My day started with a church service at the Lord Howe Settlement, home to the majority of the Ontong Javanese migrants in Honiara. I had not been to a church service for a while, but one thing that struck me was the energy that members of the community put into their singing. To my own surprise, I really enjoyed it.
Following the service, a community breakfast had been organised, again accompanied by beautiful music and singing. Unfortunately, I had to actually do some work – otherwise I would have happily spend the whole day just listening to the music, watching kids play and taking a dip in the sea.
The plan for my work today was to learn about how people in the community as well as their relatives on Ontong Java had been impacted by extreme events and changes in the environment over time. With the help of Fr Nigel Kelaepa and Sheila Townshend, I ran a historical timeline and trend analysis workshop, in which the oldest members of the community shared their insights about past cyclones, flooding events and earthquakes as well as the resulting consequences for the settlement. Furthermore, the group identified long-term environmental changes and their impacts in both Ontong Java and their own settlement.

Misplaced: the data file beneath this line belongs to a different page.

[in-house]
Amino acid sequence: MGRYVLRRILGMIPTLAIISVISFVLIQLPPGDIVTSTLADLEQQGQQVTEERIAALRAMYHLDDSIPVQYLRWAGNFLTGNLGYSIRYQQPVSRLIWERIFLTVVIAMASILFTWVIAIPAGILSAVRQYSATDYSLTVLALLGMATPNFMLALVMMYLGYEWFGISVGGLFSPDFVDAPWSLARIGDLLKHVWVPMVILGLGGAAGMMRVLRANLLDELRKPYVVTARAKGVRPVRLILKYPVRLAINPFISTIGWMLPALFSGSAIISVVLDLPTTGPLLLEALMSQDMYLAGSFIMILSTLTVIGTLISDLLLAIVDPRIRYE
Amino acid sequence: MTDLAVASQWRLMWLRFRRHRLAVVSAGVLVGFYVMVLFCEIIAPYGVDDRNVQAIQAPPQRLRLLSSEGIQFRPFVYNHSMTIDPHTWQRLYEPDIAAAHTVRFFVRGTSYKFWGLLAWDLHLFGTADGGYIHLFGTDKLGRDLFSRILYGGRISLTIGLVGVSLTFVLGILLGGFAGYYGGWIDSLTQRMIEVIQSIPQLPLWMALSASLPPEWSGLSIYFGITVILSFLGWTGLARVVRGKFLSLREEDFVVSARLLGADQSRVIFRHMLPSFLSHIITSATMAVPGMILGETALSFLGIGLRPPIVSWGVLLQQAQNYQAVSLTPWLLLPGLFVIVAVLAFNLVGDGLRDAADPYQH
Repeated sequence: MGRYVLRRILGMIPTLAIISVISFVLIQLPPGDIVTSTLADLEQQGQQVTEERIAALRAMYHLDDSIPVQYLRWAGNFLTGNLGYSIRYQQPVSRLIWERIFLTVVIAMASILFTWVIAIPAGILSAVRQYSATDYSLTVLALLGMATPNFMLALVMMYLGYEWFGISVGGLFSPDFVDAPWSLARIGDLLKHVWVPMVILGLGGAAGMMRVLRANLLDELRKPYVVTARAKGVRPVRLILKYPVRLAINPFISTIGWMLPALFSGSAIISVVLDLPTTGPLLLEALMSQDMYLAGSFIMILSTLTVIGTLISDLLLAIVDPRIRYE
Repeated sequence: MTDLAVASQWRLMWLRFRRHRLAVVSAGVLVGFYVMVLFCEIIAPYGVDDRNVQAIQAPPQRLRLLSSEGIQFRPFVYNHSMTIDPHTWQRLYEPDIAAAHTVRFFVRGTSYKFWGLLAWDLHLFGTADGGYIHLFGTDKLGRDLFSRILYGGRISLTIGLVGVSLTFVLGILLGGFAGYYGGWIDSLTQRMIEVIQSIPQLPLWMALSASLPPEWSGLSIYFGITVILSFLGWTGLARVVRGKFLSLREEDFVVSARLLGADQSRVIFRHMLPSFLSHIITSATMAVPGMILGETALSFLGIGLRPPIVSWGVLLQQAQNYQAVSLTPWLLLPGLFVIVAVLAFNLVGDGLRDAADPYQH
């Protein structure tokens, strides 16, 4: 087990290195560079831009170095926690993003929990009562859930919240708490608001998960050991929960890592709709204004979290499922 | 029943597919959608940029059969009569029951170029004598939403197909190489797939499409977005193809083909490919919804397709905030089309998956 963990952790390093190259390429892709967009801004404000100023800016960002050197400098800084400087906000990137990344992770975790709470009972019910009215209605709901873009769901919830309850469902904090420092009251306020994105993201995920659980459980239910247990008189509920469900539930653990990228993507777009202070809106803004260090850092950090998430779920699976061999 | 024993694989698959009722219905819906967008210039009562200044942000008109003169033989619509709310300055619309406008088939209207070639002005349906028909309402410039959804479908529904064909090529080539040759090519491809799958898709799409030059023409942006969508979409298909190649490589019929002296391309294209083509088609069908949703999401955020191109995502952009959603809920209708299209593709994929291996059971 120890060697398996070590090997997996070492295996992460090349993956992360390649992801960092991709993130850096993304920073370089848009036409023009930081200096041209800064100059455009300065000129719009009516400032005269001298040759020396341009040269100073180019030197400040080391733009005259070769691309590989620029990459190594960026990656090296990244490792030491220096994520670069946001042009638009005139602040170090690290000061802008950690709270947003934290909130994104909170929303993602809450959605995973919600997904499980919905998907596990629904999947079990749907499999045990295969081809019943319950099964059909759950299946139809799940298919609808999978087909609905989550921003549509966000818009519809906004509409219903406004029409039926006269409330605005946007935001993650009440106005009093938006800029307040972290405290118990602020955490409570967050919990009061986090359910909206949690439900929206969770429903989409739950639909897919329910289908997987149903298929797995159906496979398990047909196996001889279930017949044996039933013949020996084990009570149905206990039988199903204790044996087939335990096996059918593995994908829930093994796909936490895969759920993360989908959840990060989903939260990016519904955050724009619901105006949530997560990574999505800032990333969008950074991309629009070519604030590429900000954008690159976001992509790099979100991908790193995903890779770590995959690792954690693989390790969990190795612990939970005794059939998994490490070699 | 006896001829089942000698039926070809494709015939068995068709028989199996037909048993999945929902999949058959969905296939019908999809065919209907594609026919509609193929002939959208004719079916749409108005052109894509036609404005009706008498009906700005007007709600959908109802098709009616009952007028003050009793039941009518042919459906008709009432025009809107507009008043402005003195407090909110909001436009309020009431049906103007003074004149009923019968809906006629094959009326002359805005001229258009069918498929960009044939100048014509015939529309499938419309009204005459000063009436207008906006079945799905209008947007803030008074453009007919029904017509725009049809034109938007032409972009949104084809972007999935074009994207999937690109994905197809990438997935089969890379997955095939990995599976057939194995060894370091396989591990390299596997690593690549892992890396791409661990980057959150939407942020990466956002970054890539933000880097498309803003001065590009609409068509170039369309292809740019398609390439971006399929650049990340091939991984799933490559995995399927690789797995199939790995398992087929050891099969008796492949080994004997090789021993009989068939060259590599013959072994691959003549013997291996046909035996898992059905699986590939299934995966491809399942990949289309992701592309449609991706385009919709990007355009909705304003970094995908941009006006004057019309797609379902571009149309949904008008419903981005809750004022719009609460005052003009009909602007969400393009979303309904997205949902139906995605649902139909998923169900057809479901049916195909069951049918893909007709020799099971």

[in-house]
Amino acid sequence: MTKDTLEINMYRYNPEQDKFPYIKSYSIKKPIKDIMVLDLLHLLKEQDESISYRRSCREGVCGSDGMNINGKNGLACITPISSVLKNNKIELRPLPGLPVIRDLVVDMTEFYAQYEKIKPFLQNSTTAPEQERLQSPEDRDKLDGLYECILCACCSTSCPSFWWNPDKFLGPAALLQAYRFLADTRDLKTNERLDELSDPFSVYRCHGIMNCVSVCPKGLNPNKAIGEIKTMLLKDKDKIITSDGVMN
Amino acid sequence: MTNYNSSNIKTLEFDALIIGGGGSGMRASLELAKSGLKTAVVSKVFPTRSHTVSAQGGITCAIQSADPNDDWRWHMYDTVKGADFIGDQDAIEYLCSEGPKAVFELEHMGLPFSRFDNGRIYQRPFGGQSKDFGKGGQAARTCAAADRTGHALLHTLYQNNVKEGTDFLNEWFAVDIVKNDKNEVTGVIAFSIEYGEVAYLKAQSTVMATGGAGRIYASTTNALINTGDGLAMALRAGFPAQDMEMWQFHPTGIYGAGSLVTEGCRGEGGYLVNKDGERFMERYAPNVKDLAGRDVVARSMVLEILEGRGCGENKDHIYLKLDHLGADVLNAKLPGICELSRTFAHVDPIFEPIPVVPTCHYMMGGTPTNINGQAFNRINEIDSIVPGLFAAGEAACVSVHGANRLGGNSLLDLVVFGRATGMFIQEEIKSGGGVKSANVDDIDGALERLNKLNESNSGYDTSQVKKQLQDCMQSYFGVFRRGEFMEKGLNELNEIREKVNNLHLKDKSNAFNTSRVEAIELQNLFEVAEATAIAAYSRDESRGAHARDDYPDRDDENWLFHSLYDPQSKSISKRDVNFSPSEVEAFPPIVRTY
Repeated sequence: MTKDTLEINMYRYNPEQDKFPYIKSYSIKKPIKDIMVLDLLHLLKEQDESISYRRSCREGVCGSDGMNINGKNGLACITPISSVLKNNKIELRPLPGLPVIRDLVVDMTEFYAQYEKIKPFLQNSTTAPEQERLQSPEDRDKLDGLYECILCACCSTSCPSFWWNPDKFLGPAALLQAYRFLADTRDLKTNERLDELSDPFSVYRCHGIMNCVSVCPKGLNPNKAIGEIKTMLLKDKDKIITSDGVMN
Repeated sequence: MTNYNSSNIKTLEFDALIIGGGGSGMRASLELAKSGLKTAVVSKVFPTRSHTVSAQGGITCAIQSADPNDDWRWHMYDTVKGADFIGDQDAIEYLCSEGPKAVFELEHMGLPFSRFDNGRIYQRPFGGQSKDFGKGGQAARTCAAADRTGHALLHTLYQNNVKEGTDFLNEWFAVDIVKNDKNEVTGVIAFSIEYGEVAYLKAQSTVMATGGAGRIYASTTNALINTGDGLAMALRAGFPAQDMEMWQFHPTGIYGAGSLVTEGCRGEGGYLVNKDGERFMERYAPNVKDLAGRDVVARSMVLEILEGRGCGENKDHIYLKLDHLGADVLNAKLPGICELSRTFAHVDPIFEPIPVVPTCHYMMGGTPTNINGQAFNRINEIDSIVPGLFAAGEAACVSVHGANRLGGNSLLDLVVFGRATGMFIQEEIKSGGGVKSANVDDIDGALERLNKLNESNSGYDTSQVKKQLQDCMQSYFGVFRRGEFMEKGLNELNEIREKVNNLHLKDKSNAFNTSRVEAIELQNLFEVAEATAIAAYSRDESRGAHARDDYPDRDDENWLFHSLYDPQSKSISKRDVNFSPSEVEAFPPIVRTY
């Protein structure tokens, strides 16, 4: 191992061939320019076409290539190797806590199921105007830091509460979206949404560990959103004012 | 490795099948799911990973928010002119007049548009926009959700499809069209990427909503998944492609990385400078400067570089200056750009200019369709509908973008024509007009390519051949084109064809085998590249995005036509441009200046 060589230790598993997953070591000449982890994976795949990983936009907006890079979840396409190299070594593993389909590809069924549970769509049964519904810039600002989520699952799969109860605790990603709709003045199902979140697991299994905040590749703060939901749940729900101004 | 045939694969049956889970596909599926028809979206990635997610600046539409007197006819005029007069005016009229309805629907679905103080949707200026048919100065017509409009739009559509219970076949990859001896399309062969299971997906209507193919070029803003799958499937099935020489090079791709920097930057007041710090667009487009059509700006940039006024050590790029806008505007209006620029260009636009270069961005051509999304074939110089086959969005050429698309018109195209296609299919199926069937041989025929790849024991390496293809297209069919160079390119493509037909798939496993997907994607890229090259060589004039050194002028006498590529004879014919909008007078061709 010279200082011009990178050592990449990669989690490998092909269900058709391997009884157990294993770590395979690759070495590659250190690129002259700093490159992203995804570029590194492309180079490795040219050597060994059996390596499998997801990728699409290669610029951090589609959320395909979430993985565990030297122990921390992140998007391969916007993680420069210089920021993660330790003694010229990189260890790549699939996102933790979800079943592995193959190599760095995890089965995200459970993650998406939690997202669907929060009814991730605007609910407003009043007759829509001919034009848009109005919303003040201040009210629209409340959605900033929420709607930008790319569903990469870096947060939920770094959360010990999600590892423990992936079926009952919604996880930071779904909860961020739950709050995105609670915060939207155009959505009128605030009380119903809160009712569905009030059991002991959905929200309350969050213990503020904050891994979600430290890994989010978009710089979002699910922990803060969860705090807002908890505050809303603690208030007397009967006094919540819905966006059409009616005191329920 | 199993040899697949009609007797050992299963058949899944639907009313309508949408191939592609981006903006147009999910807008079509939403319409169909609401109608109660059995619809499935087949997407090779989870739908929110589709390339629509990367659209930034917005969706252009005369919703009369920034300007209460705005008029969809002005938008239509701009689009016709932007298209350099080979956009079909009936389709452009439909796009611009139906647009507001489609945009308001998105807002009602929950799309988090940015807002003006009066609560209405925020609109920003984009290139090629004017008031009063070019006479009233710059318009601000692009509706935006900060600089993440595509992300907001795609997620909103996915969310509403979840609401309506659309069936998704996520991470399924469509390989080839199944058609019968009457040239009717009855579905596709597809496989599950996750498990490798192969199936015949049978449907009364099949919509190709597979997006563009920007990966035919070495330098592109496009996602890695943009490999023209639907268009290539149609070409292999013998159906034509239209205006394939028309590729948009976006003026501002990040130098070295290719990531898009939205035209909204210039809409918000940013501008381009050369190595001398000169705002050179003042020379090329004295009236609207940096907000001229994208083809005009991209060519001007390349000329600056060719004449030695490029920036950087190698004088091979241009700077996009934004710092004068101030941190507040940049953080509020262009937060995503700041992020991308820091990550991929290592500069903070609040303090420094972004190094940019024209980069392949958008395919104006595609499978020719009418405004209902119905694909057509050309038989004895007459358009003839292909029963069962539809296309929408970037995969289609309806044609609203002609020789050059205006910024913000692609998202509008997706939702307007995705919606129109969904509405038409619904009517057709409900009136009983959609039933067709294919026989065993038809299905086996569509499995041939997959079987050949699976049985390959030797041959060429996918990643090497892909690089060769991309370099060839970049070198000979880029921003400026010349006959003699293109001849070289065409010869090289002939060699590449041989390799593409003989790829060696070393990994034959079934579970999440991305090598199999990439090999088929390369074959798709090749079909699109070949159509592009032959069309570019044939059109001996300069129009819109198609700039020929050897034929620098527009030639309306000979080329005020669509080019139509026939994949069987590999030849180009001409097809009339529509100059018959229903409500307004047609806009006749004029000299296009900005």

Analysing the data from the workshop will probably take a few months, but one thing has already become clear: Ontong Java and Lord Howe Settlement could not be more different from each other, but they are both faced with significant risk of flooding and erosion as well as the problem to sustain rapidly growing populations.
Following the participatory workshop with the elders, I talked to several people in leaderahip positions about key challenges for their community and their relatives who still remain on Ontong Java. One issue that came up in all the conversations was the need for future relocation. Currently, solutions for both the people in the Lord Howe Settlement as well as their relatives on Ontong Java are lacking and will have to be developed in collaboration with the Solomon Islands Government.